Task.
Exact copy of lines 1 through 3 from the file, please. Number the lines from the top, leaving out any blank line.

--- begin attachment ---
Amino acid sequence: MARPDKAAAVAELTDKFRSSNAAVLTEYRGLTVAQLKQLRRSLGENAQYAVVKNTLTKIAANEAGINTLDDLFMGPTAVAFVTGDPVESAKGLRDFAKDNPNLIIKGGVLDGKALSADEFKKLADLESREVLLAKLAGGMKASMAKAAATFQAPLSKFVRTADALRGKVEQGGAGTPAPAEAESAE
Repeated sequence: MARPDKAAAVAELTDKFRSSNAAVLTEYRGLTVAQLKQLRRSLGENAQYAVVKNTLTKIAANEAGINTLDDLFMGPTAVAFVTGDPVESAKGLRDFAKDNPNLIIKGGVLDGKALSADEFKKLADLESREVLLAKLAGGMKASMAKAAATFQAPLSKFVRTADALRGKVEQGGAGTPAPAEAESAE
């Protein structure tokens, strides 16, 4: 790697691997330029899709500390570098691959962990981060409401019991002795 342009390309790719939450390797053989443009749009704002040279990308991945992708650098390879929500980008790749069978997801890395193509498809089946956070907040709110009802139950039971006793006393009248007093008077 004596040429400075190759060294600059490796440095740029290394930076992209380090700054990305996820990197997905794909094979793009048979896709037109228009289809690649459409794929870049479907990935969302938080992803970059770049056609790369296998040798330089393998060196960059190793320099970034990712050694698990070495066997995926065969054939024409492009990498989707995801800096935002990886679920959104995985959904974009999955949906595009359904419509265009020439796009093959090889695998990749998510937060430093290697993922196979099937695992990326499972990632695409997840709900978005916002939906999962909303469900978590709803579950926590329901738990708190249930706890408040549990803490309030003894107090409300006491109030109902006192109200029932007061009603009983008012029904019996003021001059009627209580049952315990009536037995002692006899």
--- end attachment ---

Amino acid sequence: MARPDKAAAVAELTDKFRSSNAAVLTEYRGLTVAQLKQLRRSLGENAQYAVVKNTLTKIAANEAGINTLDDLFMGPTAVAFVTGDPVESAKGLRDFAKDNPNLIIKGGVLDGKALSADEFKKLADLESREVLLAKLAGGMKASMAKAAATFQAPLSKFVRTADALRGKVEQGGAGTPAPAEAESAE
Repeated sequence: MARPDKAAAVAELTDKFRSSNAAVLTEYRGLTVAQLKQLRRSLGENAQYAVVKNTLTKIAANEAGINTLDDLFMGPTAVAFVTGDPVESAKGLRDFAKDNPNLIIKGGVLDGKALSADEFKKLADLESREVLLAKLAGGMKASMAKAAATFQAPLSKFVRTADALRGKVEQGGAGTPAPAEAESAE
């Protein structure tokens, strides 16, 4: 790697691997330029899709500390570098691959962990981060409401019991002795 342009390309790719939450390797053989443009749009704002040279990308991945992708650098390879929500980008790749069978997801890395193509498809089946956070907040709110009802139950039971006793006393009248007093008077 004596040429400075190759060294600059490796440095740029290394930076992209380090700054990305996820990197997905794909094979793009048979896709037109228009289809690649459409794929870049479907990935969302938080992803970059770049056609790369296998040798330089393998060196960059190793320099970034990712050694698990070495066997995926065969054939024409492009990498989707995801800096935002990886679920959104995985959904974009999955949906595009359904419509265009020439796009093959090889695998990749998510937060430093290697993922196979099937695992990326499972990632695409997840709900978005916002939906999962909303469900978590709803579950926590329901738990708190249930706890408040549990803490309030003894107090409300006491109030109902006192109200029932007061009603009983008012029904019996003021001059009627209580049952315990009536037995002692006899």